] and from 6% to 18% after MW heating to 96 °C [35
]. Gil et al. reported that depending on the applied total energy and power ratings, a 43% to 66% of increment occurred in the solubility (COD/TVS ratio) of floated sewage sludge [36
Standalone microwave irradiation can also increase the extent of biogas production from sludge. Waste activated sludge (WAS) heated to different temperatures through microwave treatment resulted in a higher rate and extent of biogas production [37
]. Alqaralleh et al. showed that the microwave heating of thickened waste activated sludge up to 175 °C resulted in a 135% higher biogas yield compared to the control samples [38
]. Applying a total of 14.000 kJ/kgTS microwave energy resulted in a +570% biogas yield, as reported by Ebenezer et al. in 2015 [39
]. In another experiment, the effects of microwave irradiation on the removal of COD were investigated: Park et al. reported that the treatment of WAS by MW to 91 °C, 64% of COD decrement could be achieved [40
]. Combination of microwave irradiation with ultrasonication can also be a promising method in wastewater and wastewater sludge treatment: Mesfin Yeneneh et al. applied ultrasonic irradiation (0.4 W/mL, 6 min) after MW treatment (2450 MHz, 3 min), which resulted in a higher cumulative biogas production compared to the control samples [41
5. Ultrasound Treatment
Ultrasounds are longitudinal acoustic waves in the frequency range of 20 kHz and 10 MHz. Just like other acoustic waves, ultrasounds act differently depending on the material they are going through. To express to which extent the ultrasound can be absorbed in the irradiated material, the following expression can be used [57
In the equation, A0 represents the initial amplitude of the ultrasonic wave, x means the length of path and α is the attenuation coefficient.
The effects of ultrasonic treatments are mostly due to the cavitation process in the treated material. During this process, alternating high-pressure (compression) and low-pressure (rarefaction) cycles occur, and the rate is frequency-dependent. The so-called transient cavitation bubbles usually last for only a few cycles [58
], their size can significantly increase, and when these bubbles reach a volume at which they can no longer absorb any more energy, they viciously collapse during a high-pressure cycle. During this collapse, extremely high pressure and temperature can be reached locally [59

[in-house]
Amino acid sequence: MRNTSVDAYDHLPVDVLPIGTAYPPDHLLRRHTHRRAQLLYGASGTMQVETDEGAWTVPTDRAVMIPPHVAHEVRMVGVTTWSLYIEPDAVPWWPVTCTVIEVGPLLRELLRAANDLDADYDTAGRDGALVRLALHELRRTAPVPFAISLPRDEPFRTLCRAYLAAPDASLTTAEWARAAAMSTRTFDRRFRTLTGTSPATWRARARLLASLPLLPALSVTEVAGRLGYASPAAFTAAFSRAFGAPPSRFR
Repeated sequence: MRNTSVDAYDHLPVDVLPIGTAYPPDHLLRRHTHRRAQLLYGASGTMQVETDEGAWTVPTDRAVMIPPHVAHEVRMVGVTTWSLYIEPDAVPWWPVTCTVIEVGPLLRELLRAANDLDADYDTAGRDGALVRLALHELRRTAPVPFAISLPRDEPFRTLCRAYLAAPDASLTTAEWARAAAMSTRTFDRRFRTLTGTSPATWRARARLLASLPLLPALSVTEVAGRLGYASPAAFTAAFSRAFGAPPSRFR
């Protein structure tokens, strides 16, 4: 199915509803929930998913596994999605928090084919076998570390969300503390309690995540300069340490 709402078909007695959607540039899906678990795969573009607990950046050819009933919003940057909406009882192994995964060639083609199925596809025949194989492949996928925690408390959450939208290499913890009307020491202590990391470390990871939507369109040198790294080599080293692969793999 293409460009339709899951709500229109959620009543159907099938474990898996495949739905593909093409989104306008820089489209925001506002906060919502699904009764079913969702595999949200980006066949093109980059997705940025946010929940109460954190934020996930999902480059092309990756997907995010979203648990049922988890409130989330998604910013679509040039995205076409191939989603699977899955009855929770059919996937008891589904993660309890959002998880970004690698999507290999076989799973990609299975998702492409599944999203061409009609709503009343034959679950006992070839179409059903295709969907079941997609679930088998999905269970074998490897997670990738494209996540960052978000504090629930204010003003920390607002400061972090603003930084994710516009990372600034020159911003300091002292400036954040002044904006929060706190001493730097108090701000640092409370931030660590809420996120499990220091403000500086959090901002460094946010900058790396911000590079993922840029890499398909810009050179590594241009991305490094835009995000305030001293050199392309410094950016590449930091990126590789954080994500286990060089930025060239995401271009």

]. According to Ashokkumar, the theoretical temperature can be calculated via the following expression [60
In the expression, T0 is the ambient solution temperature, Pm demonstrates the sum of the hydrostatic and acoustic pressures, γ is the specific heat ratio of the gas/vapour mixture and Pv is the pressure inside the cavitation bubble when it reaches its maximum volume.
These cavitation effects can undoubtedly cause severe structural, physical and chemical changes in the exposed material, such as wastewater or wastewater sludge. The use of sonication in wastewater treatment goes back to the late 1990s and early 2000s, and since then the various effects of the process have been heavily studied. It was shown that the hydromechanical shear force is the dominant effect when treating wastewater and sludge with ultrasonication [61
], however other factors like locally high temperature and pressure or the formation of free radicals (H and OH; due to the extreme local temperatures) can also play a significant role in various mechanisms (e.g., sludge disintegration or solubilization).
Ultrasound treatment of sludge mainly results in the solubilization of organic particles and less in mineral particles, as shown by Bougrier et al. [62
]. They reported that at a specific energy input of 15,000 kJ/kg TS, 29% of the organic particles were solubilized, whereas only 3% of mineral particles were solubilized. Solubilization of COD is mostly due to the disintegration of extracellular polymeric substances (EPS) [63
]. These substances are high molecular weight polymers, which play a key role in floc size, stability and bioflocculation. When WAS is exposed to ultrasonication and the various effects caused by it, these EPS are shattered along with microorganism flocs and the key components of EPS (proteins, carbohydrates) and the intracellular substances of microbial cells (enzymes, DNA, carbohydrates) enter the soluble phase [64
]. This will lead to an increased SCOD/TCOD ratio, which was shown to be beneficial in terms of biogas production [65
]. In the study of Tian et al., it was also reported that the ultrasound irradiation of sludge resulted in a significant increase in loosely bound polysaccharide (PS) contents, and also in carbonyl, hydroxyl and amine functional group contents [66
]. Several studies prove that ultrasonic pre-treatment of sludge can cause a significant increase in biogas production and volatile solid destruction [67
]. Daukyns et al. stated that by disintegrating sludge with ultrasonic treatment, the methane content in the produced biogas was almost 72%, whereas in the case of non-disintegrated sludge, only 54% [69
This entry is adapted from the peer-reviewed paper 10.3390/app11157067